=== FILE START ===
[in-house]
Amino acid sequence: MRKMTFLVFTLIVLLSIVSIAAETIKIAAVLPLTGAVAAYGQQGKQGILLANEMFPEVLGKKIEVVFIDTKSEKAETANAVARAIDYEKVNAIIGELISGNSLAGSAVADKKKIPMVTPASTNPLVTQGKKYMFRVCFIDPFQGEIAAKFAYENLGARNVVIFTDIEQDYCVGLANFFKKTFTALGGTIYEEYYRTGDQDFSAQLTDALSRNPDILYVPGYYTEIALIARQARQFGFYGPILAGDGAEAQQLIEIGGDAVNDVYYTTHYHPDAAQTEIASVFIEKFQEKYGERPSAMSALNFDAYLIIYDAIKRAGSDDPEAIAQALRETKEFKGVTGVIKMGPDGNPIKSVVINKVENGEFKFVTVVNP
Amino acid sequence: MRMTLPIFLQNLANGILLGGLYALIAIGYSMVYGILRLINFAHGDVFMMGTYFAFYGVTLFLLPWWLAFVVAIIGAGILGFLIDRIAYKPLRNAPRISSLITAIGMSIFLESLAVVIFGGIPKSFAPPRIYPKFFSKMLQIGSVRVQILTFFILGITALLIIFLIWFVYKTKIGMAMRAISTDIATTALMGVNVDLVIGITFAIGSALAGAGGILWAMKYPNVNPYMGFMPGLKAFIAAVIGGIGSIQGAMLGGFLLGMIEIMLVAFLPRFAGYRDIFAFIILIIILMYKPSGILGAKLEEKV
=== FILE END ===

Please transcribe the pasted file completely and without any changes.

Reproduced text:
[in-house]
Amino acid sequence: MRKMTFLVFTLIVLLSIVSIAAETIKIAAVLPLTGAVAAYGQQGKQGILLANEMFPEVLGKKIEVVFIDTKSEKAETANAVARAIDYEKVNAIIGELISGNSLAGSAVADKKKIPMVTPASTNPLVTQGKKYMFRVCFIDPFQGEIAAKFAYENLGARNVVIFTDIEQDYCVGLANFFKKTFTALGGTIYEEYYRTGDQDFSAQLTDALSRNPDILYVPGYYTEIALIARQARQFGFYGPILAGDGAEAQQLIEIGGDAVNDVYYTTHYHPDAAQTEIASVFIEKFQEKYGERPSAMSALNFDAYLIIYDAIKRAGSDDPEAIAQALRETKEFKGVTGVIKMGPDGNPIKSVVINKVENGEFKFVTVVNP
Amino acid sequence: MRMTLPIFLQNLANGILLGGLYALIAIGYSMVYGILRLINFAHGDVFMMGTYFAFYGVTLFLLPWWLAFVVAIIGAGILGFLIDRIAYKPLRNAPRISSLITAIGMSIFLESLAVVIFGGIPKSFAPPRIYPKFFSKMLQIGSVRVQILTFFILGITALLIIFLIWFVYKTKIGMAMRAISTDIATTALMGVNVDLVIGITFAIGSALAGAGGILWAMKYPNVNPYMGFMPGLKAFIAAVIGGIGSIQGAMLGGFLLGMIEIMLVAFLPRFAGYRDIFAFIILIIILMYKPSGILGAKLEEKV